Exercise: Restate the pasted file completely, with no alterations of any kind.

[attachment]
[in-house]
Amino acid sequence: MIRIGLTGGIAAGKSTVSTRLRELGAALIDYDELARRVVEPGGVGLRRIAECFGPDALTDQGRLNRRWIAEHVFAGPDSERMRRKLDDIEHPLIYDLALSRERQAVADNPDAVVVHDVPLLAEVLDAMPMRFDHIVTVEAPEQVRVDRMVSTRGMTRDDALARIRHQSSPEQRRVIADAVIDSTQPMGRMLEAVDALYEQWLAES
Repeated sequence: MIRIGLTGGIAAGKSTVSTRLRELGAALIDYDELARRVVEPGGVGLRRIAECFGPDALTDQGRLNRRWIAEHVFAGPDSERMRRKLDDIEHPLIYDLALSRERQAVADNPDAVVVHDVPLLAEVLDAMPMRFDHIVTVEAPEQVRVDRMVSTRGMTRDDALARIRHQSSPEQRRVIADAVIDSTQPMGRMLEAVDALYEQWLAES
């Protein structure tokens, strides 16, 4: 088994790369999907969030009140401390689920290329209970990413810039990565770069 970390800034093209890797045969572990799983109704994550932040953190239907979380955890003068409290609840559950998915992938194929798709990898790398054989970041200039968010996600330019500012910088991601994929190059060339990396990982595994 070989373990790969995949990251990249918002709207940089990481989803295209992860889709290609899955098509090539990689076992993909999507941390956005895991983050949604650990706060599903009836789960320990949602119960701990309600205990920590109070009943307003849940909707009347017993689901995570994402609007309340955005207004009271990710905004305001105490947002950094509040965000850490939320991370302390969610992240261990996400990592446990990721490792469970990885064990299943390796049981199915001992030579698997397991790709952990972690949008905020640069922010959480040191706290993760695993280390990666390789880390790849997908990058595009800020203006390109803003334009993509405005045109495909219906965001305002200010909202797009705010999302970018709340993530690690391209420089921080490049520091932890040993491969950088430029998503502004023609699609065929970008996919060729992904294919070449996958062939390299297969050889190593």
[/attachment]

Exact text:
[in-house]
Amino acid sequence: MIRIGLTGGIAAGKSTVSTRLRELGAALIDYDELARRVVEPGGVGLRRIAECFGPDALTDQGRLNRRWIAEHVFAGPDSERMRRKLDDIEHPLIYDLALSRERQAVADNPDAVVVHDVPLLAEVLDAMPMRFDHIVTVEAPEQVRVDRMVSTRGMTRDDALARIRHQSSPEQRRVIADAVIDSTQPMGRMLEAVDALYEQWLAES
Repeated sequence: MIRIGLTGGIAAGKSTVSTRLRELGAALIDYDELARRVVEPGGVGLRRIAECFGPDALTDQGRLNRRWIAEHVFAGPDSERMRRKLDDIEHPLIYDLALSRERQAVADNPDAVVVHDVPLLAEVLDAMPMRFDHIVTVEAPEQVRVDRMVSTRGMTRDDALARIRHQSSPEQRRVIADAVIDSTQPMGRMLEAVDALYEQWLAES
């Protein structure tokens, strides 16, 4: 088994790369999907969030009140401390689920290329209970990413810039990565770069 970390800034093209890797045969572990799983109704994550932040953190239907979380955890003068409290609840559950998915992938194929798709990898790398054989970041200039968010996600330019500012910088991601994929190059060339990396990982595994 070989373990790969995949990251990249918002709207940089990481989803295209992860889709290609899955098509090539990689076992993909999507941390956005895991983050949604650990706060599903009836789960320990949602119960701990309600205990920590109070009943307003849940909707009347017993689901995570994402609007309340955005207004009271990710905004305001105490947002950094509040965000850490939320991370302390969610992240261990996400990592446990990721490792469970990885064990299943390796049981199915001992030579698997397991790709952990972690949008905020640069922010959480040191706290993760695993280390990666390789880390790849997908990058595009800020203006390109803003334009993509405005045109495909219906965001305002200010909202797009705010999302970018709340993530690690391209420089921080490049520091932890040993491969950088430029998503502004023609699609065929970008996919060729992904294919070449996958062939390299297969050889190593």